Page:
Tuesday, April 15, 2014

Five Projects: Update

I've been working diligently! I can't believe it's been so long since I wrote an update.

Tall Tree/Tall Me
Here's the palette I'm working with.
I keep a pretty small stash -- and small pieces within the stash. Because the required size of this quilt is pretty big, I really didn't have just the right fabric that was large enough for a few sections. So, I went shopping.

This quilt is due May 1. Timing is a bit tight.

I finished the hand stitching and fused the backing on. Then it was time for machine quilting. I decided to stitch some words to help fill out the concept of the quilt. It will say "Decay of Carbon 14" above the graph. The location of the tree, Dalarna Sweden will be stitched on the right and the name of the tree, Old Tjikko, will be stitched on the left.
I printed the words from my computer, traced them onto tracing paper then pinned them in their proper locations.

Next I needed to choose thread color. Here are the colors I considered.

I decided I wanted something subtle, so I chose the light blue. Ug. Too light. I ripped out the "e" and the "n."

Then I went entirely the other way with the dark dark navy. Ug. Too dark. Ripped out the "d."

Then I found the "Goldilocks-just-right" color, the royal blue. Why didn't I choose it to begin with? I've stitched all the letters now and I'm consumed with burying threads and knots.

Coming Up Roses
Still off the table

Tactile Architecture
Entry submitted! It's called Neighborhood.

Festival of Quilt Art
I really should make some sketches. (Though sketching doesn't always work for me. I do have a vision in my head, I'm not always good at getting it on paper.) I'm getting a bit concerned about the time line for this one.

Tuesday, April 08, 2014

Five Projects Update -- One Completed!

Things are coming along. I've been spending a lot of time in the studio and I am acutely aware of the upcoming deadlines. Sometimes things seem to take longer than anticipated. Why is that?!

Tactile Architecture
Done! And I'm thrilled with it. It really was fun all the way through. Here are a couple of details.

Above you can see the bottom of the quilt. I struggled with how to finish the edge. I really wanted to do some overcast stitching along that bottom edge to extend that blue section, but I knew it would take a bunch of time and required a fused binding before I did the overcast stitching -- I really wanted to do a quicker zigzag edge finish. In the end, I took the time to do the fused binding and the edge stitching and I'm so glad I did. (Below you can see I also did some green overcast stitching on each side.)

This entry is due on Friday. I have not taken a good photo yet, so I'll share that with you at the end of the week.

Last I posted, I had completed the composition for the top of the quilt and done a bit of machine stitching. I spent a couple of days doing lots of hand stitching, including all these lines around the carbon 14 molecule.

But then I ran out of floss and I had to go buy more.

I also stitched a red line showing the decay of carbon 14 over the years.

These are all stitched with the back stitch which is perfect for a beautifully controlled uninterrupted line. But, it uses so much floss! Twice as much floss is hidden on the back of the quilt. (Or eventually between the batting and the backing.)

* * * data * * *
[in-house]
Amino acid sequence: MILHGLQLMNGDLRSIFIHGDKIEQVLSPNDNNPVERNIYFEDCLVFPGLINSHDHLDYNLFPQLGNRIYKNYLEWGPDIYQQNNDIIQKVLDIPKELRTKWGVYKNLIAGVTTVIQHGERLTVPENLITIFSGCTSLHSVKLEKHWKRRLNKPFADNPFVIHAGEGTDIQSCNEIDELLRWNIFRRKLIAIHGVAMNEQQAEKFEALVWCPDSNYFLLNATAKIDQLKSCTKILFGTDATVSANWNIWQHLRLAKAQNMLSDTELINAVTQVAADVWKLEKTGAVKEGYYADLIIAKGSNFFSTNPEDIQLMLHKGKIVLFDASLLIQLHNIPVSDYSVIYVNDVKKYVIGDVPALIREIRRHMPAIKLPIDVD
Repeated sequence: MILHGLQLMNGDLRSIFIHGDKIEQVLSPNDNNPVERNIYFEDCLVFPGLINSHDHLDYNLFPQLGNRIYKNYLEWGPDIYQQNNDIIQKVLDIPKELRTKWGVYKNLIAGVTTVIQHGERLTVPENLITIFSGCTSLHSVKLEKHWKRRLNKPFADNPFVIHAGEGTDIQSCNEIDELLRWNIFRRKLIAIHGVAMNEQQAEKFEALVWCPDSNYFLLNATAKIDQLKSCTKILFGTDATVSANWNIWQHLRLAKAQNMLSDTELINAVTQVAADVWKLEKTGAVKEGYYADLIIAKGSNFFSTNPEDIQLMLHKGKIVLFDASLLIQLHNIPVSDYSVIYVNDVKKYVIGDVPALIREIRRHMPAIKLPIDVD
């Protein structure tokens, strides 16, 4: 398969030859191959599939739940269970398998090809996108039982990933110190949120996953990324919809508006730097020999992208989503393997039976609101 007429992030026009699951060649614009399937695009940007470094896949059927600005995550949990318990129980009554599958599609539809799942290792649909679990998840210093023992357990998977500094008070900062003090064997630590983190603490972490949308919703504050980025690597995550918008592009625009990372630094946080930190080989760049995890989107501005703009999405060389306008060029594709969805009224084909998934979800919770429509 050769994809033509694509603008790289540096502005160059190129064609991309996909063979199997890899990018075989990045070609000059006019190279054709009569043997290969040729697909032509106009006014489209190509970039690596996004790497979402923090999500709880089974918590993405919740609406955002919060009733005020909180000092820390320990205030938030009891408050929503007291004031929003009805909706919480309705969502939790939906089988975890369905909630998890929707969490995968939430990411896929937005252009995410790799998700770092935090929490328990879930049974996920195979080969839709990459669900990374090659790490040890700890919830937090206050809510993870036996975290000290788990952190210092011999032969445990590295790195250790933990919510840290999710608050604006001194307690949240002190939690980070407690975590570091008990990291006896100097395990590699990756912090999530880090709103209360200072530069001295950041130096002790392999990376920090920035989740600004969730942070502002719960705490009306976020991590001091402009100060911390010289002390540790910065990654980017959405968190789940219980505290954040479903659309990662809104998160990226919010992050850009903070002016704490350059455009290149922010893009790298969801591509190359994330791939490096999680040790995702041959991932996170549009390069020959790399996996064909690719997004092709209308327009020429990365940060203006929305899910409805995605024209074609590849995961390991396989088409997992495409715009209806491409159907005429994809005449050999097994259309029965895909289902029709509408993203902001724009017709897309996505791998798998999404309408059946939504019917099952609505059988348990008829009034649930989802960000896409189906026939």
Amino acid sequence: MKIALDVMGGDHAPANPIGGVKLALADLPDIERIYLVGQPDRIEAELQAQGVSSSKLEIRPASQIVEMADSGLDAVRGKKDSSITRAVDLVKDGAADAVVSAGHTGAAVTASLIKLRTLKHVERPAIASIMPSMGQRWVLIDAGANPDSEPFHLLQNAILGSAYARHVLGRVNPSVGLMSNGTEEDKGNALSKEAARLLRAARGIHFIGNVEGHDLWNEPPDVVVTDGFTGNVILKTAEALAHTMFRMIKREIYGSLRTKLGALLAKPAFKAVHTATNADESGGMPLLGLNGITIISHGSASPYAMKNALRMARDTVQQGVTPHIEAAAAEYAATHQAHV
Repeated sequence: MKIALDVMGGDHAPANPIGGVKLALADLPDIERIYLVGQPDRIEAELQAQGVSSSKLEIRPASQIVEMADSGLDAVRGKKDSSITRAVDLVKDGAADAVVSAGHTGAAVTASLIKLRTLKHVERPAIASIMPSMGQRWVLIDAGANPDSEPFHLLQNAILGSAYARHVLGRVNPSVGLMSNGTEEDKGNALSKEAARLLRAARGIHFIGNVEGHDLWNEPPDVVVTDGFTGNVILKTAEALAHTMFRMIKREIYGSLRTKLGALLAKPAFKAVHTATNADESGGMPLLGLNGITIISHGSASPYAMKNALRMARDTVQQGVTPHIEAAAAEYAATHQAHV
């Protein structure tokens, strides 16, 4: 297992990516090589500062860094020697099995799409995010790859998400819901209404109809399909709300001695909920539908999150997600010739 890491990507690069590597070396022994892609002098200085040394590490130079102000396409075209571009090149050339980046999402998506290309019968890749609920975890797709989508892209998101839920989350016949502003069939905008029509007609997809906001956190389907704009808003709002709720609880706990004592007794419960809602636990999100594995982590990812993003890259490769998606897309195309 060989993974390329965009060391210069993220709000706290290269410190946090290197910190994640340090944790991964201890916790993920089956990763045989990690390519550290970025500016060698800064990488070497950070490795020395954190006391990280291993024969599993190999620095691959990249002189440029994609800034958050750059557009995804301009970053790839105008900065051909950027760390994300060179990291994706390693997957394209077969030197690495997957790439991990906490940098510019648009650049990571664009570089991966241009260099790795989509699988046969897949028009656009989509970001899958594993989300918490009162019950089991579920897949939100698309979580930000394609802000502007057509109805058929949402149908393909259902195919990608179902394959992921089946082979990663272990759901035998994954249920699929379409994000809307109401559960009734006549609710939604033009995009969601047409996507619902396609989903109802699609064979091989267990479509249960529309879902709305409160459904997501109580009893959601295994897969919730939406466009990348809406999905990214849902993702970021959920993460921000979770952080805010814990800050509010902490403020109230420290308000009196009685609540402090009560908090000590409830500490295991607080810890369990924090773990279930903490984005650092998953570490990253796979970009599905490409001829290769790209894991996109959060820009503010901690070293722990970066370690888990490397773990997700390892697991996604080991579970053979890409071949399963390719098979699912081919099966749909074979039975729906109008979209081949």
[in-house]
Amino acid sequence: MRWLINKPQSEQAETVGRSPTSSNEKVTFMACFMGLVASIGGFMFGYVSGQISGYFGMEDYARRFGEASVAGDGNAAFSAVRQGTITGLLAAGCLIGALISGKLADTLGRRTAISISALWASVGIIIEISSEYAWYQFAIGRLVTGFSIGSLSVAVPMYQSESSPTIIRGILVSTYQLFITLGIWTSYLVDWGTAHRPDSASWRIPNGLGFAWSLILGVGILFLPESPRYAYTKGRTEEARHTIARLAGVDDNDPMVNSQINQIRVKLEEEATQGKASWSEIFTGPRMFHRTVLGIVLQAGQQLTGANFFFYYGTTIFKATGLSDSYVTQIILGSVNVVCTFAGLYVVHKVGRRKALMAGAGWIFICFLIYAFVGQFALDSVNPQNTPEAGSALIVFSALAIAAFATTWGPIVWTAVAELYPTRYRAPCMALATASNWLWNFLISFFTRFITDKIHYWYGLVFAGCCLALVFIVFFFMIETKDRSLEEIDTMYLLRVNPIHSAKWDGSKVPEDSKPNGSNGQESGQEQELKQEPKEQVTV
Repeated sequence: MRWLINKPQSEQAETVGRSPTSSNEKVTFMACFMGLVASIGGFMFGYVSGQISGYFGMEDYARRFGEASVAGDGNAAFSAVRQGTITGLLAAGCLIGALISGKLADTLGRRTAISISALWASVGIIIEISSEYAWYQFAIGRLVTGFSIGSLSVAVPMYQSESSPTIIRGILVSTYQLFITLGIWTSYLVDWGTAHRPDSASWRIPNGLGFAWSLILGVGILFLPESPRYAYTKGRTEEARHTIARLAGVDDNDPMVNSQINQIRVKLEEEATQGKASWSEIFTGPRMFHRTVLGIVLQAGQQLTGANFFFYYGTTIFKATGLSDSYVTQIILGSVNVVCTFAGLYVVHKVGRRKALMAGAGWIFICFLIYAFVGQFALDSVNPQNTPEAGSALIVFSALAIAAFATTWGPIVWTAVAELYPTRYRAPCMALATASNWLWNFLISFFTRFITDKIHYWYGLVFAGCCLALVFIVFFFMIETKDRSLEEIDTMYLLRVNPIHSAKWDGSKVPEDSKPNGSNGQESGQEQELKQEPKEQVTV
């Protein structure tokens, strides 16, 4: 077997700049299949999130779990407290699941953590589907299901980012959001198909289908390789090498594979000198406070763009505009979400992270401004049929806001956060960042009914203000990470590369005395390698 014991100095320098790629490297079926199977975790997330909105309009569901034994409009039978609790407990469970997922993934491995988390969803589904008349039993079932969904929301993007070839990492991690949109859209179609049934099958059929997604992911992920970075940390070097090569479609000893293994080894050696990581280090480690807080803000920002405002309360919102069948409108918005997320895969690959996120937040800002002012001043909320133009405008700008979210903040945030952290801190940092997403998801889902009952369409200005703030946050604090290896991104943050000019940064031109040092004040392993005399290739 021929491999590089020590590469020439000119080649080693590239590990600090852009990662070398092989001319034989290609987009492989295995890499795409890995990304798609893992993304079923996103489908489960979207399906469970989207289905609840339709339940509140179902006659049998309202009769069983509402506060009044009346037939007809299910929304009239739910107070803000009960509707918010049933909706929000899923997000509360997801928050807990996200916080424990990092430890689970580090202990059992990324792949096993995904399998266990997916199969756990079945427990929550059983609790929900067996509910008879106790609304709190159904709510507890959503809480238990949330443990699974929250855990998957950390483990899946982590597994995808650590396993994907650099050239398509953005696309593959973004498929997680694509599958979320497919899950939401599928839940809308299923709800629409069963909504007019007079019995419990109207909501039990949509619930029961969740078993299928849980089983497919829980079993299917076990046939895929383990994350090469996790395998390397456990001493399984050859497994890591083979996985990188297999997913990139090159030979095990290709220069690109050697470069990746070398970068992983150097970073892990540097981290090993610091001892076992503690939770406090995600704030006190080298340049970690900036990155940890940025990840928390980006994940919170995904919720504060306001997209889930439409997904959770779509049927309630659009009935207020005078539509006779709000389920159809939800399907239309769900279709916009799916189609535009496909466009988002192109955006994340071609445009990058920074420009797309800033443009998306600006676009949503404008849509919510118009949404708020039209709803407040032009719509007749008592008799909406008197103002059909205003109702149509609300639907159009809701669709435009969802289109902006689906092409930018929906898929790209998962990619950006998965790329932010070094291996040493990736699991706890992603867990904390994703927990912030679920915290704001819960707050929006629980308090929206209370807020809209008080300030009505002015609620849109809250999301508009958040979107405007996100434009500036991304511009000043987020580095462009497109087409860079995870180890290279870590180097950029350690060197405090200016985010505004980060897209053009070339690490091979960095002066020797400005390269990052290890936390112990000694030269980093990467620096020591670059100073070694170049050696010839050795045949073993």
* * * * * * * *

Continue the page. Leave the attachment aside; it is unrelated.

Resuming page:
Raditation has now been sandwiched together and I started machine quilting.

Tall Tree
I'm not supposed to share in-progress shots for this particular exhibit, so this is probably the last one you'll see. But, it's in the works. I'm switching from "tall tree" to "tall me." I had to print out this image three times to get the right size (using Rasterbator again). It will eventually be just a silhouette as you can see the traced outline on the right.

Coming Up Roses
Probably going to cross this off my list. Easter is coming. My parents will be visiting. Before they arrive I'd like to spend some time in the yard. Then while they are here, I'm looking forward to just hanging out with them. You don't need to know the reasoning. I liked the idea of preparing an entry for this exhibit, but I am totally ok with not moving forward with it.

Plus, there is a serious shift in the balance in our home and family since I've been spending so much time in the studio. Laundry piles up. Meals are more thrown together -- if at all. I'm not taking time to exercise as regularly as I should. No one is complaining. But, the reality is that I can't do it all. (Newsflash.) And I don't want to. Sometimes I want to spend time in the studio and sometimes I want to do other stuff.

Festival of Quilt Art: Home
Still excited about this one. Haven't done anything other than ponder ideas, but that's an important part of the process.

Wednesday, April 02, 2014

Table and Tree

If I am going to have any chance of completing these five projects, I must keep my studio clean. So this needed to be addressed.

Ah, much better. Hi Lincoln!

Once I decided on the old tree as an example of radiocarbon dating, I finally could move on to the design phase of the radiation quilt. I used this photo to create a enlargement since there was excellent contrast between the tree and the background and I could make a pattern for a silhouette.

I use Rasterbater to create this full size print that I could print on regular sheets of paper and tape together. Then created a line drawing on freezer paper and "worked forward" using Misty Fuse fusible webbing to get the cutting line on the back of the green fabric.
You can see I've also planned the background of the quilt: blue sky, rocky gold strip at the horizon and brown in the foreground.

Lots of tedious cutting.

At this point I thought I was ready to begin stitching. I was in a hurry to move toward completion, but I decided to remain true to my personal style and add some surface design. I cut freezer paper stencils of clouds and sponged some white paint into my blue sky. I also stamped some red flowers in the brown section.

Here I've added a carbon 14 molecule in the upper right...